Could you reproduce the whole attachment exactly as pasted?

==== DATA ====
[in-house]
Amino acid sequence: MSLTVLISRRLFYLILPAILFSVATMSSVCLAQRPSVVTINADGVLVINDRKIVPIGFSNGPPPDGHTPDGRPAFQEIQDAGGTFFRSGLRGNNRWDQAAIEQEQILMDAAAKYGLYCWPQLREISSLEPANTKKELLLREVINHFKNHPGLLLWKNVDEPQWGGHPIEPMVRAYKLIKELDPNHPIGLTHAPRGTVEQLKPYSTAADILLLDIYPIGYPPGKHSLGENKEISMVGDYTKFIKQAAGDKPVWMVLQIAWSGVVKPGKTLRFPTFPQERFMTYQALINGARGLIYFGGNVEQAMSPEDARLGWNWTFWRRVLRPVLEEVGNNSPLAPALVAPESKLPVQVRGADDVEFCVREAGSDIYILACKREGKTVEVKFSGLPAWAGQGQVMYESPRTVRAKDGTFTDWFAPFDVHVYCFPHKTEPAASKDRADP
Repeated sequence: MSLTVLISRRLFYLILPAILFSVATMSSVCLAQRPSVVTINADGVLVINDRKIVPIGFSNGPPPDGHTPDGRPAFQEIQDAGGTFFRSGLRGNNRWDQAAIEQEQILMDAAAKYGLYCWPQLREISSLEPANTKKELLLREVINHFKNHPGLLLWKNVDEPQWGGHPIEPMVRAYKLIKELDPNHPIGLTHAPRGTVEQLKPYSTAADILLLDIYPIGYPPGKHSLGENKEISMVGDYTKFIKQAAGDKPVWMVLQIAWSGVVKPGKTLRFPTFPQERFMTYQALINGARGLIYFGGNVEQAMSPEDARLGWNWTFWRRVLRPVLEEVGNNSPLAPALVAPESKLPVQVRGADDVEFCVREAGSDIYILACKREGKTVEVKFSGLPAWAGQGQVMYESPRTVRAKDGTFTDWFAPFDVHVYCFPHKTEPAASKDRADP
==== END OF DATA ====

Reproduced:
[in-house]
Amino acid sequence: MSLTVLISRRLFYLILPAILFSVATMSSVCLAQRPSVVTINADGVLVINDRKIVPIGFSNGPPPDGHTPDGRPAFQEIQDAGGTFFRSGLRGNNRWDQAAIEQEQILMDAAAKYGLYCWPQLREISSLEPANTKKELLLREVINHFKNHPGLLLWKNVDEPQWGGHPIEPMVRAYKLIKELDPNHPIGLTHAPRGTVEQLKPYSTAADILLLDIYPIGYPPGKHSLGENKEISMVGDYTKFIKQAAGDKPVWMVLQIAWSGVVKPGKTLRFPTFPQERFMTYQALINGARGLIYFGGNVEQAMSPEDARLGWNWTFWRRVLRPVLEEVGNNSPLAPALVAPESKLPVQVRGADDVEFCVREAGSDIYILACKREGKTVEVKFSGLPAWAGQGQVMYESPRTVRAKDGTFTDWFAPFDVHVYCFPHKTEPAASKDRADP
Repeated sequence: MSLTVLISRRLFYLILPAILFSVATMSSVCLAQRPSVVTINADGVLVINDRKIVPIGFSNGPPPDGHTPDGRPAFQEIQDAGGTFFRSGLRGNNRWDQAAIEQEQILMDAAAKYGLYCWPQLREISSLEPANTKKELLLREVINHFKNHPGLLLWKNVDEPQWGGHPIEPMVRAYKLIKELDPNHPIGLTHAPRGTVEQLKPYSTAADILLLDIYPIGYPPGKHSLGENKEISMVGDYTKFIKQAAGDKPVWMVLQIAWSGVVKPGKTLRFPTFPQERFMTYQALINGARGLIYFGGNVEQAMSPEDARLGWNWTFWRRVLRPVLEEVGNNSPLAPALVAPESKLPVQVRGADDVEFCVREAGSDIYILACKREGKTVEVKFSGLPAWAGQGQVMYESPRTVRAKDGTFTDWFAPFDVHVYCFPHKTEPAASKDRADP